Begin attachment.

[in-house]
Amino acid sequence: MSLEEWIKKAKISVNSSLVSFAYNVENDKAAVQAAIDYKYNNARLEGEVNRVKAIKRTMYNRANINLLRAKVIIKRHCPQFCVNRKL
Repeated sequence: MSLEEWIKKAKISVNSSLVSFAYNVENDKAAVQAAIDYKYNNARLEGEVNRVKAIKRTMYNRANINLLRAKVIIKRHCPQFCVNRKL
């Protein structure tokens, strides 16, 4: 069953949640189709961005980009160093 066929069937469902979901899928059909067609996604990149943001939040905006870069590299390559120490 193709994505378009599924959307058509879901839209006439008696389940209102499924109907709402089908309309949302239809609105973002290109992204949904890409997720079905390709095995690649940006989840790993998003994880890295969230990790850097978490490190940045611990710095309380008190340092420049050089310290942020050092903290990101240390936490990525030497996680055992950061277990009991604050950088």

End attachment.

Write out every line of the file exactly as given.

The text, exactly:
[in-house]
Amino acid sequence: MSLEEWIKKAKISVNSSLVSFAYNVENDKAAVQAAIDYKYNNARLEGEVNRVKAIKRTMYNRANINLLRAKVIIKRHCPQFCVNRKL
Repeated sequence: MSLEEWIKKAKISVNSSLVSFAYNVENDKAAVQAAIDYKYNNARLEGEVNRVKAIKRTMYNRANINLLRAKVIIKRHCPQFCVNRKL
């Protein structure tokens, strides 16, 4: 069953949640189709961005980009160093 066929069937469902979901899928059909067609996604990149943001939040905006870069590299390559120490 193709994505378009599924959307058509879901839209006439008696389940209102499924109907709402089908309309949302239809609105973002290109992204949904890409997720079905390709095995690649940006989840790993998003994880890295969230990790850097978490490190940045611990710095309380008190340092420049050089310290942020050092903290990101240390936490990525030497996680055992950061277990009991604050950088």